A Musical Oddity


When I was first listening to music, in that far-distant land called 1970, there was an Australian band, a duo rather, going by the name of Tin-tin (whose cartoon adventures in stilted five minute bursts I absolutely loved), whose single “Toast and Marmalade for Tea” was a turntable hit, a record played heavily by Radio 1 that nevertheless didn’t chart. The following year, they came back with a follow-up, “Is That The Way?”, using the same distorted piano sounds that made their first single so distinctive. The story was the same: heavy airplay, no sales. Not even a Top of the Pops appearance, on which the signature sound could not be reproduced with even a fraction of fidelity, did the trick. End of story.

But years and years later, I found a rare Tin-tin LP, including “Toast and Marmalade for Tea”, downloadable as an mp3 from YouTube, which I planned to break down into individual tracks and burn to a CD-R for my preferred kind of listening. Tonight, feelingly massively tired, I let it play, and now I shalln’t bother recording it.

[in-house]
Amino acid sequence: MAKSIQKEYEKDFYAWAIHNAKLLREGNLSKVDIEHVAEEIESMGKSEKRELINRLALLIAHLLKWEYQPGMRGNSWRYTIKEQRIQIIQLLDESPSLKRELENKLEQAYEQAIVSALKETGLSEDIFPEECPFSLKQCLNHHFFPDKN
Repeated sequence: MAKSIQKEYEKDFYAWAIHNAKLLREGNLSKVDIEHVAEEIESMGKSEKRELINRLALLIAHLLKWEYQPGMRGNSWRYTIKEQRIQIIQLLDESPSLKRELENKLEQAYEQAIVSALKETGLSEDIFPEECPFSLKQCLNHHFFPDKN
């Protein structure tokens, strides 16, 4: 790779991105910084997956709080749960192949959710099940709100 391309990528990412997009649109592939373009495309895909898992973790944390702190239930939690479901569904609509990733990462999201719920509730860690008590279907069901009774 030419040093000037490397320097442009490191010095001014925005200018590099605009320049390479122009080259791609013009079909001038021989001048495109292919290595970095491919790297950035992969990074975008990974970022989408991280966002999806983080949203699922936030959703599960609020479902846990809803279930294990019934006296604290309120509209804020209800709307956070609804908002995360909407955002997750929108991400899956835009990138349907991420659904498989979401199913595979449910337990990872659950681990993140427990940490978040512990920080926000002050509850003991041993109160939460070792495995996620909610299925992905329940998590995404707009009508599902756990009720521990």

It’s too light, too wimpy, too featherweight in melody and instrumentation, too unoriginal except in that signature track, which stands out. And yet, in a weird way, it’s a near-perfect album. Because almost without exception it is an album of perfect intros.

Each songs begins with a tight, individual sound, a strong melody, the perfect cue-in that draw your ears… and then fails to live up to it in any way.

I’ve never heard that before. An album of songs whose intro makes you crave to hear what springs from it… and then disappoints unfailingly when you do.

 

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